Thousands of tiny flowers bunched tightly, encircled by a candle-like flame wreath, balanced precariously at the top of an impossibly thin stem, all fit to burst like a firework with the delight of summer.

Is there anything quite as cheerful as a sunflower?

A single sunflower can have up to 2000 seeds and its flower is actually thousands of tiny flowers called florets (Photo: Marcel Sigg, Flickr creative commons)

Aside from cheering up almost any garden, sunflowers are brilliant for wildlife. While they’re in bloom, many insects will enjoy the feast of nectar. Once the flower has finished beaming, the seeds provide food for many different birds, including greenfinches – a personal favourite.

Sunflowers are incredibly easy to grow. For me this is the best reason to have a go growing one – not just because I’m a lazy gardener. Growing a sunflower is a wonderful activity for young people to enjoy. Sunflowers grow tall and fast, and have a giant flower-head at the top that insects can’t resist. After the flower is finished, as mentioned, the seeds get served up for wildlife or dropped to the ground to grow next spring. I can’t think of an easier to understand or more tangible biological loop to teach a young person about lifecycles.

The tallest ever sunflower was 9.17 metres tall – that’s like two double decker buses on top of each other (Photo: Ben Andrew)

My sunflower is doing brilliantly. It’s standing tall and proud in the green house here at the Lodge HQ having been planted almost two months ago. We cheated a bit and got a head start so we had some progress photos, but if you fancy growing a sunflower and bringing the pure essence of joy into your garden, it’s not too late!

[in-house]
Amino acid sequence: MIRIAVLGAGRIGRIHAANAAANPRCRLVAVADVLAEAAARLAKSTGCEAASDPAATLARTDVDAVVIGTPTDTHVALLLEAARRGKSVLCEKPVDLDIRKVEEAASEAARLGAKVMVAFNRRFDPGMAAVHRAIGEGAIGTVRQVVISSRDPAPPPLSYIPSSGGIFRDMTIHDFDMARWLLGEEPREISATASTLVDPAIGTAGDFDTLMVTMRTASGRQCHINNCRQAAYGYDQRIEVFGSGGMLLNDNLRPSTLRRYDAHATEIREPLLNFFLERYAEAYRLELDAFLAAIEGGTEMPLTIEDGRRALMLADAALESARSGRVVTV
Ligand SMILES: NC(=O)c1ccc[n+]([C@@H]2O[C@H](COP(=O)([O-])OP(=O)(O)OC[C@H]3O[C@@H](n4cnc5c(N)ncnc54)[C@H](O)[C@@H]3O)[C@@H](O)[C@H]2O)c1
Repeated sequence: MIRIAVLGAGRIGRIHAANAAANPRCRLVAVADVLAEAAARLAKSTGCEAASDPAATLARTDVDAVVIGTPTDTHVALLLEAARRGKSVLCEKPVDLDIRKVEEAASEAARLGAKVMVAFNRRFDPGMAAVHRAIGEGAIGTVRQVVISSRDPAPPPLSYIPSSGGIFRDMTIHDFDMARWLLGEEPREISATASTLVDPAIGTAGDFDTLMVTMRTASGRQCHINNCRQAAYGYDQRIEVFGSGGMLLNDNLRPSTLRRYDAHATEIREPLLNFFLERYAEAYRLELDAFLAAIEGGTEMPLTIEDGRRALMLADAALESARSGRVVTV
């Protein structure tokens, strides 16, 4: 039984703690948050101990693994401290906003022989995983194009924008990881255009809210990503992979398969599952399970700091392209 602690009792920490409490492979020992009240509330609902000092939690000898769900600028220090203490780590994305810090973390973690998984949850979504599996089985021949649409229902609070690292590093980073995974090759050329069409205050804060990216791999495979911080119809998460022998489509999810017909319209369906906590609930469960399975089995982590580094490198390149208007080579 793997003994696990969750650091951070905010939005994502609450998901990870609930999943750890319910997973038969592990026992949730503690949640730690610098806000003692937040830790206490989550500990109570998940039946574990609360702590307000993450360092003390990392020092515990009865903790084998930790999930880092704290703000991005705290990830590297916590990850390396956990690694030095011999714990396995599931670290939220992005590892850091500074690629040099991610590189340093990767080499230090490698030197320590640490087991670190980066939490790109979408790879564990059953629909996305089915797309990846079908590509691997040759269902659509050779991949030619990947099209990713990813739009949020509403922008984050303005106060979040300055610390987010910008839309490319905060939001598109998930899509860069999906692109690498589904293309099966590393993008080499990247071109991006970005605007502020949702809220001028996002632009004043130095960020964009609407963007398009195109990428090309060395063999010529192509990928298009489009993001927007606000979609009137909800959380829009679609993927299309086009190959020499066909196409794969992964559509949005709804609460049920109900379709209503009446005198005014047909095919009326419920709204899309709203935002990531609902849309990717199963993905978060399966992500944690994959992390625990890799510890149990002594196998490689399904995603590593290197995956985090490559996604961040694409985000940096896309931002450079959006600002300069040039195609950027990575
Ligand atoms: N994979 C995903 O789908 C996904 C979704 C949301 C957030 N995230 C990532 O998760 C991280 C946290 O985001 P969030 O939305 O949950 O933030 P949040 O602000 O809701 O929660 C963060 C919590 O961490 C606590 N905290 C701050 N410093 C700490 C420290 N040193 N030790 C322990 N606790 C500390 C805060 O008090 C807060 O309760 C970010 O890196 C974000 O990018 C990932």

Helianthus is the scientific name for the sunflower genus, and comes from the Ancient Greek: Helios (sun) and Anthos (flower) (Photo: Ben Andrew)

You can plant sunflower seeds in a 5 cm deep, trowel width hole in the garden, somewhere weed free and with a good amount of direct sunlight, topping up and digging in to the area some peat-free compost. Water well, and you should see the seedlings sprouting in a couple of weeks. Then the race is on! Plant a couple of sunflowers about 50 cm apart and race your family members. Whose is the tallest? Whose sprouted first? Whose had the biggest flower, and when did the flower first come out?

It's really quite incredible that something so small could grow so tall (Photo: Ben Andrew)

We’d love to see your sunflowers growing, so make sure you photograph it every few weeks and email natureshome@rspb.org.uk with a progress report.

If you'd like to enter our sunflower competition or need any more help planting your sunflowers, follow this link.

Good luck, and enjoy the start of summer!

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